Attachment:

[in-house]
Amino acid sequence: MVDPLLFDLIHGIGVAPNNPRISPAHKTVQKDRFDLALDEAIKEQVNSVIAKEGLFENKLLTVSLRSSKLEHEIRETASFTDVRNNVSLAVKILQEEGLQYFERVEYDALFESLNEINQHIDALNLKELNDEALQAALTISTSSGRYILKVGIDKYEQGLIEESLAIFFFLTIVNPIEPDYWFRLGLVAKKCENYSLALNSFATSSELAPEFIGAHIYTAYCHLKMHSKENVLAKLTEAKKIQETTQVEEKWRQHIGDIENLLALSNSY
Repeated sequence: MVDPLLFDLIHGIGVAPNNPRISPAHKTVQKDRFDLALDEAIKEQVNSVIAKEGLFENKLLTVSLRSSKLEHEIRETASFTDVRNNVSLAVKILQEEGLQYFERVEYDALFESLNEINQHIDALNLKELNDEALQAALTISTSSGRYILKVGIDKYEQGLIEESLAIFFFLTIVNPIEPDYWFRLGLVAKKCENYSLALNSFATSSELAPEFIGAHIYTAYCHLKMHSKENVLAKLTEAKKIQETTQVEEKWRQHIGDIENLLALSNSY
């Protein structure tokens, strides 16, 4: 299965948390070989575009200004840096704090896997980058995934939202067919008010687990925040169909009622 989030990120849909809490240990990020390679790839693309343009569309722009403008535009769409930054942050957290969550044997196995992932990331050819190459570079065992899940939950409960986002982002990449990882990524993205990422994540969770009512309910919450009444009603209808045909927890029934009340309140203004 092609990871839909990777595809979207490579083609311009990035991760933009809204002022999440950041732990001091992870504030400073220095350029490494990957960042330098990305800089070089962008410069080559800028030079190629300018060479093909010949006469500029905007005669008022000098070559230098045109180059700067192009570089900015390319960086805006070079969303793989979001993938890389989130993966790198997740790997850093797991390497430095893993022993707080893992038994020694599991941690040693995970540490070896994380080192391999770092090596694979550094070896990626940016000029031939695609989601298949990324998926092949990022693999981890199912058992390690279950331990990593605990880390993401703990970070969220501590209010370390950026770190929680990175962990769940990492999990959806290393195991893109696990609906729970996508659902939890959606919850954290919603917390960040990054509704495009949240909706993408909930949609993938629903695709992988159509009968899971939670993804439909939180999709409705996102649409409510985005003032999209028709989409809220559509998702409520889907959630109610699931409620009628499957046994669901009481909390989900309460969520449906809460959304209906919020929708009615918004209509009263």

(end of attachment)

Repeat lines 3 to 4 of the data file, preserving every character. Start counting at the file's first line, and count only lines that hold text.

Repeated sequence: MVDPLLFDLIHGIGVAPNNPRISPAHKTVQKDRFDLALDEAIKEQVNSVIAKEGLFENKLLTVSLRSSKLEHEIRETASFTDVRNNVSLAVKILQEEGLQYFERVEYDALFESLNEINQHIDALNLKELNDEALQAALTISTSSGRYILKVGIDKYEQGLIEESLAIFFFLTIVNPIEPDYWFRLGLVAKKCENYSLALNSFATSSELAPEFIGAHIYTAYCHLKMHSKENVLAKLTEAKKIQETTQVEEKWRQHIGDIENLLALSNSY
């Protein structure tokens, strides 16, 4: 299965948390070989575009200004840096704090896997980058995934939202067919008010687990925040169909009622 989030990120849909809490240990990020390679790839693309343009569309722009403008535009769409930054942050957290969550044997196995992932990331050819190459570079065992899940939950409960986002982002990449990882990524993205990422994540969770009512309910919450009444009603209808045909927890029934009340309140203004 092609990871839909990777595809979207490579083609311009990035991760933009809204002022999440950041732990001091992870504030400073220095350029490494990957960042330098990305800089070089962008410069080559800028030079190629300018060479093909010949006469500029905007005669008022000098070559230098045109180059700067192009570089900015390319960086805006070079969303793989979001993938890389989130993966790198997740790997850093797991390497430095893993022993707080893992038994020694599991941690040693995970540490070896994380080192391999770092090596694979550094070896990626940016000029031939695609989601298949990324998926092949990022693999981890199912058992390690279950331990990593605990880390993401703990970070969220501590209010370390950026770190929680990175962990769940990492999990959806290393195991893109696990609906729970996508659902939890959606919850954290919603917390960040990054509704495009949240909706993408909930949609993938629903695709992988159509009968899971939670993804439909939180999709409705996102649409409510985005003032999209028709989409809220559509998702409520889907959630109610699931409620009628499957046994669901009481909390989900309460969520449906809460959304209906919020929708009615918004209509009263």